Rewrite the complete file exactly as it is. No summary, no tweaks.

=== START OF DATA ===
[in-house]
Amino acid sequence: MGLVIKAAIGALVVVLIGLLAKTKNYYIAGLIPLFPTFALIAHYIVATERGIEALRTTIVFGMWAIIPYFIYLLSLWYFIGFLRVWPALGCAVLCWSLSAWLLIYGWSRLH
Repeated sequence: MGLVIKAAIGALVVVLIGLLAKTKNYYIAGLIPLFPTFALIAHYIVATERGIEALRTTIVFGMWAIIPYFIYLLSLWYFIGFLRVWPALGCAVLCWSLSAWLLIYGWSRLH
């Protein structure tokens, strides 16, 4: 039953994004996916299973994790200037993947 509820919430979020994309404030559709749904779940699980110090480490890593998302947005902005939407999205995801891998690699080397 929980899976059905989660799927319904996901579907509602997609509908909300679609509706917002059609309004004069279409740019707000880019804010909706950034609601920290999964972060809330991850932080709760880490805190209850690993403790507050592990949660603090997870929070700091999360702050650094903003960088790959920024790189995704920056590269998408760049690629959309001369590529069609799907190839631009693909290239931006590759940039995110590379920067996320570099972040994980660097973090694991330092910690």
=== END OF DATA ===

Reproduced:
[in-house]
Amino acid sequence: MGLVIKAAIGALVVVLIGLLAKTKNYYIAGLIPLFPTFALIAHYIVATERGIEALRTTIVFGMWAIIPYFIYLLSLWYFIGFLRVWPALGCAVLCWSLSAWLLIYGWSRLH
Repeated sequence: MGLVIKAAIGALVVVLIGLLAKTKNYYIAGLIPLFPTFALIAHYIVATERGIEALRTTIVFGMWAIIPYFIYLLSLWYFIGFLRVWPALGCAVLCWSLSAWLLIYGWSRLH
């Protein structure tokens, strides 16, 4: 039953994004996916299973994790200037993947 509820919430979020994309404030559709749904779940699980110090480490890593998302947005902005939407999205995801891998690699080397 929980899976059905989660799927319904996901579907509602997609509908909300679609509706917002059609309004004069279409740019707000880019804010909706950034609601920290999964972060809330991850932080709760880490805190209850690993403790507050592990949660603090997870929070700091999360702050650094903003960088790959920024790189995704920056590269998408760049690629959309001369590529069609799907190839631009693909290239931006590759940039995110590379920067996320570099972040994980660097973090694991330092910690």